Sunday, October 28, 2018

Adapting Your Novel to a Screenplay

Hollywood loves Adaptations (See? I even capitalized the “A”.)

The number of Academy Award Winning movies that were once novels, memoirs, comic books, stage plays, etc. is staggering.

A studio executive in the movie industry is more likely to read an adaptation from a successful book than a screenplay with no history of fans and nothing to speak for it.
Even if your book isn't a NY Times Bestseller, it might translate well to screen.
Have you ever thought this?
Me too. 

A few years ago, I attended a Sisters In Crime event at Universal Studios Hollywood that brought together a group of Hollywood’s Who's Who to talk to a select group of crime writers about turning a book into a movie. It was highly inspirational, to say the least. I got to talk to the woman who wrote Batman Forever, the show runner (big shot writer) of Bones, the woman who negotiated Gone Girl for Gillian Flynn, Shari Smiley, and many other big wigs. I came home pumped and ready to find a screenwriter for my novel.
Cut to a year later and I still hadn't found someone to write the screenplay, but I was wondering about writing a script. I attended another conference, this one in my home state of Washington and it was there I met my book to film agent and shortly after that, was offered an option for my 3-book series. Luck had something to do with it, being at the right place at the right time, then having an agent with connections and vision and tenacity had something to do with it too, although the book is high concept.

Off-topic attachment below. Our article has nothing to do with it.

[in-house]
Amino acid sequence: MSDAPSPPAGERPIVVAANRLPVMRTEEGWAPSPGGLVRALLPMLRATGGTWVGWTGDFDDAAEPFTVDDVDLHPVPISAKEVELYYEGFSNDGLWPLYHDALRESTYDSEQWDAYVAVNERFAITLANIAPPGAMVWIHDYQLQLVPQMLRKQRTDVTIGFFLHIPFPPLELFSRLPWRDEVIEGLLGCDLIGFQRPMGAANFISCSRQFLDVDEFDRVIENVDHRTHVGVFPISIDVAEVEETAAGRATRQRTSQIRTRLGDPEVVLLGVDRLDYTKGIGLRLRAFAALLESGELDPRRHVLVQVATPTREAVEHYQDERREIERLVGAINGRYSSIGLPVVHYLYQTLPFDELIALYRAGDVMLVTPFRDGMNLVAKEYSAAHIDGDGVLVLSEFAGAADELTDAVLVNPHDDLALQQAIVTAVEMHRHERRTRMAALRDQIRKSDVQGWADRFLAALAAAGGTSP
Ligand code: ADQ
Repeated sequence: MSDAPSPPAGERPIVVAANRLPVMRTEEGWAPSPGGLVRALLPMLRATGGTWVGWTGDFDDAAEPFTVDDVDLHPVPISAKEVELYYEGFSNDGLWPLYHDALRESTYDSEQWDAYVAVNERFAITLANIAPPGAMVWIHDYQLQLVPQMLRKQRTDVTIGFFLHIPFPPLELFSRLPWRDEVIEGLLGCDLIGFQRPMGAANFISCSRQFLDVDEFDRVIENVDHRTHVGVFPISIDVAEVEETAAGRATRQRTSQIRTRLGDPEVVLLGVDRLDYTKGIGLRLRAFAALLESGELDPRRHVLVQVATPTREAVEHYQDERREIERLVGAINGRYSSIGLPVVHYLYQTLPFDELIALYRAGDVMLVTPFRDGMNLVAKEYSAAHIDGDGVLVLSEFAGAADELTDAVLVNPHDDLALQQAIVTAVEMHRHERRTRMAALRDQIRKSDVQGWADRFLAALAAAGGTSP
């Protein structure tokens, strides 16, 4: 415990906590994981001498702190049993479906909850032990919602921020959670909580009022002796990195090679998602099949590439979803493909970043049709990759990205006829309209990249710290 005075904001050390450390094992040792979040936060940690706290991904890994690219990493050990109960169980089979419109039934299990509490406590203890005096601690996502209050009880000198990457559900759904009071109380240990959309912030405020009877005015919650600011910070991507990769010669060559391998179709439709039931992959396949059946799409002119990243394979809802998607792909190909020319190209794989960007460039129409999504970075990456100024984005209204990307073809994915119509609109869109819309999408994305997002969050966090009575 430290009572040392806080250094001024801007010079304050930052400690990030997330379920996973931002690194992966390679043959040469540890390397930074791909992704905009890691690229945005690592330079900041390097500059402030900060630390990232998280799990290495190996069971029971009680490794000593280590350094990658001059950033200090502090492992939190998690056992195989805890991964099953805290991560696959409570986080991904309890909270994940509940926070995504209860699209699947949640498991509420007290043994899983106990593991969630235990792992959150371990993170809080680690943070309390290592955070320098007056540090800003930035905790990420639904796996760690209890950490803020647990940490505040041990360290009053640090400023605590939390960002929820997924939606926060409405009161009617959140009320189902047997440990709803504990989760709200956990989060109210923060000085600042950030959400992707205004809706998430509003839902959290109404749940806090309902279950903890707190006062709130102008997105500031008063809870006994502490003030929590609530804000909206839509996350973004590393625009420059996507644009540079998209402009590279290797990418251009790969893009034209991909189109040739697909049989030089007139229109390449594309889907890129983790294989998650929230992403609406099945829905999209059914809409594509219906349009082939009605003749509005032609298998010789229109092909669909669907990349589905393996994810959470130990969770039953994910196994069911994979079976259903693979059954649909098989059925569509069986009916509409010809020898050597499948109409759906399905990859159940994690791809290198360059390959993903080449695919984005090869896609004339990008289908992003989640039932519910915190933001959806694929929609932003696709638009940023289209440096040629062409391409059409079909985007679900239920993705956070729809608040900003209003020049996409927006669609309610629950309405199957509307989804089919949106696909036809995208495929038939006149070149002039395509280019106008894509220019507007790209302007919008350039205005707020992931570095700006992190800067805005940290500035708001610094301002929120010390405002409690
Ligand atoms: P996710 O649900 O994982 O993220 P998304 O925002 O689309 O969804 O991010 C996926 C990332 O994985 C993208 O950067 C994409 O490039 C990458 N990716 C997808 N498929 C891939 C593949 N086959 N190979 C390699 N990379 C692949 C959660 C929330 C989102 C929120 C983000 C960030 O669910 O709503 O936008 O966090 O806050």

Before I’d signed the option contract, which is a very thick bundling of legal papers talking about subsequent film deals, merchandising, payment, option length, consequences if the movie doesn’t get made, legal rights etc I was asked by my agent to write the screenplay.
And, because I didn’t want to tell this amazing angel from my dreams that I couldn’t write a screenplay, I started reading everything I could find about how to do such a thing. I read Save the Cat three times, I read the Screenwriters’ Bible twice, I read how to Adapt a Novel to Screen, and anything that was written online that suggested it was possible for a verbose novelist to reduce their 100,000-word book to a mere 100 pages of mostly white space. My agent reassured me that she just wanted to have a spec script in hand. It looked better than having a book in hand with no script.

It took 3 months to polish the script to a blinding shine, but I wrote the thing. I went through a lot of recipe cards. There were loads of rewrites, scenes were dropped or rewritten or combined until everyone thought my screenplay of 102 pages sounded marketable. The company who optioned the 3-book series, 5 x 5 Productions, liked the script and set about showing it around Hollywood to draw other producers in to the fold.